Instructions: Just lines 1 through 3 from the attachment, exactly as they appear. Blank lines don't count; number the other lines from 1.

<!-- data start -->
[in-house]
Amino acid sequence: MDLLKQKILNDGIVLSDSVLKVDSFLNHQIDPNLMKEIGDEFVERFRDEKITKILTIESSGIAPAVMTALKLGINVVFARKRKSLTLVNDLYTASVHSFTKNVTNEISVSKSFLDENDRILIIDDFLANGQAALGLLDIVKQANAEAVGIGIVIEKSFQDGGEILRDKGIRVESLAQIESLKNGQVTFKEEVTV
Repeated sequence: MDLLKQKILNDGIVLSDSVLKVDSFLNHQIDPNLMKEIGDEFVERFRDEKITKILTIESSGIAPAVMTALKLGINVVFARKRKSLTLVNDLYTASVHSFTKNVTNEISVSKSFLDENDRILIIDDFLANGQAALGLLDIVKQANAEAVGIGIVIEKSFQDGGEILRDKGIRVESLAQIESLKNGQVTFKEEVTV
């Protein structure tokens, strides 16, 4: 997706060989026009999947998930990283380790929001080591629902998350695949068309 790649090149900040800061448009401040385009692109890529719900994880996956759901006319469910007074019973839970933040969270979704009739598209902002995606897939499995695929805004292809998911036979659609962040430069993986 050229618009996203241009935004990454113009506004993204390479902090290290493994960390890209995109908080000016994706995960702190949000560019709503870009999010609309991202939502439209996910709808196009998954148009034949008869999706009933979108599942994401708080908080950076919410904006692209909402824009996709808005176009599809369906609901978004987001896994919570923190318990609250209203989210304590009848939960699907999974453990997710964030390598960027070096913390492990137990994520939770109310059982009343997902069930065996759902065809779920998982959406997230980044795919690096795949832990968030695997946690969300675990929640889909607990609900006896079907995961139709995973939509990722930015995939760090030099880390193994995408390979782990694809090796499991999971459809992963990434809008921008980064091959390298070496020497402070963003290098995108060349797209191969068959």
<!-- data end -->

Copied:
[in-house]
Amino acid sequence: MDLLKQKILNDGIVLSDSVLKVDSFLNHQIDPNLMKEIGDEFVERFRDEKITKILTIESSGIAPAVMTALKLGINVVFARKRKSLTLVNDLYTASVHSFTKNVTNEISVSKSFLDENDRILIIDDFLANGQAALGLLDIVKQANAEAVGIGIVIEKSFQDGGEILRDKGIRVESLAQIESLKNGQVTFKEEVTV
Repeated sequence: MDLLKQKILNDGIVLSDSVLKVDSFLNHQIDPNLMKEIGDEFVERFRDEKITKILTIESSGIAPAVMTALKLGINVVFARKRKSLTLVNDLYTASVHSFTKNVTNEISVSKSFLDENDRILIIDDFLANGQAALGLLDIVKQANAEAVGIGIVIEKSFQDGGEILRDKGIRVESLAQIESLKNGQVTFKEEVTV